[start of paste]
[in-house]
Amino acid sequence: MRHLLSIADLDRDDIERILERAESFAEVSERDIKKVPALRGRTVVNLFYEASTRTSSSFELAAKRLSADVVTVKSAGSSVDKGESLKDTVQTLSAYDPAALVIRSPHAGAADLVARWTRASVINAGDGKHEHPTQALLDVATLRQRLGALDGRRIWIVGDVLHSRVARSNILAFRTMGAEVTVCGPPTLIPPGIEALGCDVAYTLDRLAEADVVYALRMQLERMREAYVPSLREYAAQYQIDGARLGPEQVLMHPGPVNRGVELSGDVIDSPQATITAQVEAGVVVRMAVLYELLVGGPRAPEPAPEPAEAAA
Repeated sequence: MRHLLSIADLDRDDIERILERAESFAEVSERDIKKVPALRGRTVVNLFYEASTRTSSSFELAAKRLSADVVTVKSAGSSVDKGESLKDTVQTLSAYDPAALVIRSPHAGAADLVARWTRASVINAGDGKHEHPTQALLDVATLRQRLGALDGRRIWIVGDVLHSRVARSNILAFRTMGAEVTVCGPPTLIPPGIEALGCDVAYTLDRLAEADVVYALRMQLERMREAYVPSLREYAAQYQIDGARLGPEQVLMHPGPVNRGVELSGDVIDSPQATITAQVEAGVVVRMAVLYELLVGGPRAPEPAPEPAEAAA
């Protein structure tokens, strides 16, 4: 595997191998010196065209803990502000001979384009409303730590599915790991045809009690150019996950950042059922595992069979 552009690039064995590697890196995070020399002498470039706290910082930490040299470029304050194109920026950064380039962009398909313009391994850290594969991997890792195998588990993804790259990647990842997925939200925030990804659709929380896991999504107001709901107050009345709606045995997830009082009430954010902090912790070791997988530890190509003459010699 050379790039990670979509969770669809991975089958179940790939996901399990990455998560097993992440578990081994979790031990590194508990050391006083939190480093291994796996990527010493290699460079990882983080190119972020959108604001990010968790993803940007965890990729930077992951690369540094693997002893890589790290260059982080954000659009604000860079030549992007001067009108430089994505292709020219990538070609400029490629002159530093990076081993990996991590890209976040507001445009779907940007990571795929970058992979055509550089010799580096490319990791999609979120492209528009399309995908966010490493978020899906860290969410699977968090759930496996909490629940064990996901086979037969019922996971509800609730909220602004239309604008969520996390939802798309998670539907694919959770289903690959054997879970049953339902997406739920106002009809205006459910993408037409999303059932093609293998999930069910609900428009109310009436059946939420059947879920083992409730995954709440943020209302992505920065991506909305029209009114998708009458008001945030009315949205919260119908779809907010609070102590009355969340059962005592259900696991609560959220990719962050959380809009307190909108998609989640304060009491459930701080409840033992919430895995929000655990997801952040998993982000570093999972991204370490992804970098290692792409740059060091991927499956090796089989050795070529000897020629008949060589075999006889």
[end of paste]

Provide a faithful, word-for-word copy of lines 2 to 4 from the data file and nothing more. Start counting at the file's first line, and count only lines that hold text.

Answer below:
Amino acid sequence: MRHLLSIADLDRDDIERILERAESFAEVSERDIKKVPALRGRTVVNLFYEASTRTSSSFELAAKRLSADVVTVKSAGSSVDKGESLKDTVQTLSAYDPAALVIRSPHAGAADLVARWTRASVINAGDGKHEHPTQALLDVATLRQRLGALDGRRIWIVGDVLHSRVARSNILAFRTMGAEVTVCGPPTLIPPGIEALGCDVAYTLDRLAEADVVYALRMQLERMREAYVPSLREYAAQYQIDGARLGPEQVLMHPGPVNRGVELSGDVIDSPQATITAQVEAGVVVRMAVLYELLVGGPRAPEPAPEPAEAAA
Repeated sequence: MRHLLSIADLDRDDIERILERAESFAEVSERDIKKVPALRGRTVVNLFYEASTRTSSSFELAAKRLSADVVTVKSAGSSVDKGESLKDTVQTLSAYDPAALVIRSPHAGAADLVARWTRASVINAGDGKHEHPTQALLDVATLRQRLGALDGRRIWIVGDVLHSRVARSNILAFRTMGAEVTVCGPPTLIPPGIEALGCDVAYTLDRLAEADVVYALRMQLERMREAYVPSLREYAAQYQIDGARLGPEQVLMHPGPVNRGVELSGDVIDSPQATITAQVEAGVVVRMAVLYELLVGGPRAPEPAPEPAEAAA
């Protein structure tokens, strides 16, 4: 595997191998010196065209803990502000001979384009409303730590599915790991045809009690150019996950950042059922595992069979 552009690039064995590697890196995070020399002498470039706290910082930490040299470029304050194109920026950064380039962009398909313009391994850290594969991997890792195998588990993804790259990647990842997925939200925030990804659709929380896991999504107001709901107050009345709606045995997830009082009430954010902090912790070791997988530890190509003459010699 050379790039990670979509969770669809991975089958179940790939996901399990990455998560097993992440578990081994979790031990590194508990050391006083939190480093291994796996990527010493290699460079990882983080190119972020959108604001990010968790993803940007965890990729930077992951690369540094693997002893890589790290260059982080954000659009604000860079030549992007001067009108430089994505292709020219990538070609400029490629002159530093990076081993990996991590890209976040507001445009779907940007990571795929970058992979055509550089010799580096490319990791999609979120492209528009399309995908966010490493978020899906860290969410699977968090759930496996909490629940064990996901086979037969019922996971509800609730909220602004239309604008969520996390939802798309998670539907694919959770289903690959054997879970049953339902997406739920106002009809205006459910993408037409999303059932093609293998999930069910609900428009109310009436059946939420059947879920083992409730995954709440943020209302992505920065991506909305029209009114998708009458008001945030009315949205919260119908779809907010609070102590009355969340059962005592259900696991609560959220990719962050959380809009307190909108998609989640304060009491459930701080409840033992919430895995929000655990997801952040998993982000570093999972991204370490992804970098290692792409740059060091991927499956090796089989050795070529000897020629008949060589075999006889």